Slay In Your Lane: The Black Girl Bible
Rebels with a cause, Elizabeth Uviebinené and Yomi Adegoke are challenging the barriers surrounding race. People of colour (POC) suffer from underrepresentation in many high-ranking industries where mentorship and coaching from leaders of similar backgrounds are rare. With fewer opportunities for minorities to network through family members and friends, Elizabeth and Yomi sought a self-help book that connected to their experiences. Navigating yourself through university, a career or a startup without developing an understanding of how to make a success of it can be daunting to anyone. But the lack of representation for black women has aided in the lowering of expectations, reinforced insecurities and has many believing that successful black British women are scarce.
Bringing their see it to believe it attitude to Manchester’s Central Library, Elizabeth and Yomi have collated the stories of pioneering black women set to inspire and uplift. Inserting these women throughout their unapologetically bubble-gum pink book, the black female experiences on offer share a mixture of relatable and factual accounts that preach perseverance and community. Quoting distinct black voices, including Dr Maggie Aderin-Pocock MBE and Nicky Minaj, the focus is on how we secure change and push for diversity in every industry. Its confidence boosting narratives look at breaking out of the narrow range of possibilities that often shape POC’s expectations. Recognising how black women have created new spaces and promoted their novel ideas until they become the norm.
Touching on issues surrounding the cancerous consequences of relaxed hair, the stereotype of the angry black woman and colourism in the media, Slay In Your Lane offers a simple recognition of a shared experience that legitimises the slights that disproportionately affect black women. Speaking to a range of women, including June Sarpong, Jamelia, Denise Lewis and Margaret Busby, the books generational experiences are uniform, but the lessons learnt garner a universal awareness that reminds others that they are not alone. Excluded from markets, investment and support, the opportunities to build their platforms through unconventional methods have boosted their voices.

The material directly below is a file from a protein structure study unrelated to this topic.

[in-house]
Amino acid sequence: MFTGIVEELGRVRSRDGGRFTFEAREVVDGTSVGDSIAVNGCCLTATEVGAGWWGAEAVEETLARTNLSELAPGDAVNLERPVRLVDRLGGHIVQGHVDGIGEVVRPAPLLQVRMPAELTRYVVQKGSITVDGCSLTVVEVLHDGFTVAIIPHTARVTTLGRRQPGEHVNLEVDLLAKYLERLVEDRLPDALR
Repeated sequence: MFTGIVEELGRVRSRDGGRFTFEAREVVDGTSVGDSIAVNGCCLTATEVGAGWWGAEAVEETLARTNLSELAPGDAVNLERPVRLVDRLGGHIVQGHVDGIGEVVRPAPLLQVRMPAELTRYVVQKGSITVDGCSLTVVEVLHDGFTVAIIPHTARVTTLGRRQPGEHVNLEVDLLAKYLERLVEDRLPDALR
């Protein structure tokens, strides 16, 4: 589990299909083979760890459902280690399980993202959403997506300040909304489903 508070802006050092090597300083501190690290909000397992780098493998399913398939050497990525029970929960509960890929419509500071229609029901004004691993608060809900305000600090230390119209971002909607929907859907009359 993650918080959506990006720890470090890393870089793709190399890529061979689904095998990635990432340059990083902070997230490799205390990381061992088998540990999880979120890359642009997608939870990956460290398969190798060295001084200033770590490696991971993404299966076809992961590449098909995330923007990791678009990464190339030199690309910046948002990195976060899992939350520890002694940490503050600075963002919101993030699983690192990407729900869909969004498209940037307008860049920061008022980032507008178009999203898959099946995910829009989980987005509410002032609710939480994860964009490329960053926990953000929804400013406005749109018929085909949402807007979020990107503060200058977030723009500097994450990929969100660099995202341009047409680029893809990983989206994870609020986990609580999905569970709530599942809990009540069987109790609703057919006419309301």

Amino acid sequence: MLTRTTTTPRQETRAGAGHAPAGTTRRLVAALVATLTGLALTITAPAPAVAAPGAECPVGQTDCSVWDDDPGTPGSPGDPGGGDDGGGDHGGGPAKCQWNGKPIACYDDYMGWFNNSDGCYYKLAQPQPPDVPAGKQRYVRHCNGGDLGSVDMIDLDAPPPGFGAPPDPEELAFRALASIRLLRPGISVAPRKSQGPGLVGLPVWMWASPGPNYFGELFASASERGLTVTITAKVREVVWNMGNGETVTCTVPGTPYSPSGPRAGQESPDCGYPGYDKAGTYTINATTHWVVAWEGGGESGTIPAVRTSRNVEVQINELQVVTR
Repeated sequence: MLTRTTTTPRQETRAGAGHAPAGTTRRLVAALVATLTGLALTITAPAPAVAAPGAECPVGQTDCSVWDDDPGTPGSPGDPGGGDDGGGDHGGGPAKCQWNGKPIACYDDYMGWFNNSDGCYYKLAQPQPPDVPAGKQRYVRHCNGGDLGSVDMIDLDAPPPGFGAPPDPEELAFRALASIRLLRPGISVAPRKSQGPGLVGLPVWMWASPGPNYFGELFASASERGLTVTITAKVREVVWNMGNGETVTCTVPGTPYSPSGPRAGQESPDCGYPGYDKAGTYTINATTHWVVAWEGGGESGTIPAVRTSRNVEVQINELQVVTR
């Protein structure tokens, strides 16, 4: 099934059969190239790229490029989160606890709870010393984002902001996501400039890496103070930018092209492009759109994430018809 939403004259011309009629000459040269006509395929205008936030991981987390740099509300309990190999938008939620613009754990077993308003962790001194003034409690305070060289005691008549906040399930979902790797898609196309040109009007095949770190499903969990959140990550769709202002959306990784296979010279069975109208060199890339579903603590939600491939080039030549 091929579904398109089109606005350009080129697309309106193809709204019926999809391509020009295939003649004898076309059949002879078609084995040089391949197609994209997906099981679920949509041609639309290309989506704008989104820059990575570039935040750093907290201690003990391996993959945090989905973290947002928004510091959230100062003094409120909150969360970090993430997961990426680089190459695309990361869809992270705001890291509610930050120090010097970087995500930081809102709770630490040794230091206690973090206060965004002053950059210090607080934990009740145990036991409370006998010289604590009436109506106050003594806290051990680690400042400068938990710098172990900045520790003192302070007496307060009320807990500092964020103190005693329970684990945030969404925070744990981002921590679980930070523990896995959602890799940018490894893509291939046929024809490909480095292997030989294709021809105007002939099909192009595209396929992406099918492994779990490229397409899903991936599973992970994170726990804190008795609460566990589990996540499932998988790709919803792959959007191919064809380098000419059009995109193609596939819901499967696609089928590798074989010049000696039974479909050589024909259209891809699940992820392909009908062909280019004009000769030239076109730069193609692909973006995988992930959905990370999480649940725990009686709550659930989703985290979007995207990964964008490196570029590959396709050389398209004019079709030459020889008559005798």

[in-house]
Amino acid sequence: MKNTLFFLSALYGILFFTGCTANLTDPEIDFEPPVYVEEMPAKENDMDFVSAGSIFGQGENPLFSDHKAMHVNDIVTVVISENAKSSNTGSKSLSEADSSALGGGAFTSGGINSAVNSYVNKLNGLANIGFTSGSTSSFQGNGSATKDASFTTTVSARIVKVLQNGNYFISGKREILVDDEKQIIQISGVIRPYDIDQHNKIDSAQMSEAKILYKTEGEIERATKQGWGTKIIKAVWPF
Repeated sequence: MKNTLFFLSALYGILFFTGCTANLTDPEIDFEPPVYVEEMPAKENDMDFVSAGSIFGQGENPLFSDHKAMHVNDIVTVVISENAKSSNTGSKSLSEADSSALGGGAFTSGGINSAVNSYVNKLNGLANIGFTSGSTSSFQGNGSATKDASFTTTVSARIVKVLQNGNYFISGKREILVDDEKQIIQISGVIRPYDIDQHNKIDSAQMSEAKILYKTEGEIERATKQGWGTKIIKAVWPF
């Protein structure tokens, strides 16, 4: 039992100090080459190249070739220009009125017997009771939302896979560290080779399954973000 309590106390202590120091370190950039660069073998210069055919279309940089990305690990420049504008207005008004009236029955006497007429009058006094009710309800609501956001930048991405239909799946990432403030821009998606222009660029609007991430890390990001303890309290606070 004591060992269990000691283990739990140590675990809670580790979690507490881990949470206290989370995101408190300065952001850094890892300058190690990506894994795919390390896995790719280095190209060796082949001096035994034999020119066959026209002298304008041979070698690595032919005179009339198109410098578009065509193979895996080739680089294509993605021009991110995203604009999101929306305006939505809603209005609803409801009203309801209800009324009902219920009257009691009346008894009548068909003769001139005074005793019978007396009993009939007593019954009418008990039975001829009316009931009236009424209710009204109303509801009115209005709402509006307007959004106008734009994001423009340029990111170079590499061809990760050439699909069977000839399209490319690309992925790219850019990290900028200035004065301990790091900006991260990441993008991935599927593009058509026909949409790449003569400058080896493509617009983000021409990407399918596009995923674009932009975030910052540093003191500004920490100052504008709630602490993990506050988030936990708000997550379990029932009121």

Interviewing once unknown talents, musician Lady Leshurr, and YouTuber Patricia Bright, the women, highlight how the internet has democratised industries and allowed entrepreneurs to evade the gatekeepers who previously limited their visibility. The book also touches on the fact that there are more opportunities across the pond, where Americans are willing to take a chance on POC. Alongside comedian Gina Yashere and Grammy Award winner Estelle, they point to Idris Elba who achieved mainstream success due to his role on The Wire before finding fame on BBCs Luther. Although Idris was unable to convince the British public to visualise a black Bond, the book points to the fact that darker-skinned black women rarely get the chance to be seen on screen. With the likes of Michaela Coel breaking through after creating her one-woman show, Chewing Gum Dreams.
The ongoing microaggressions that can stop women from standing up for themselves are presented in a way that encourages women to find their voice. Slay in Your Lane is a needed presence, promoting the black female experience through different channels that are refreshingly focused on the UK.
This review was originally written for Northern Soul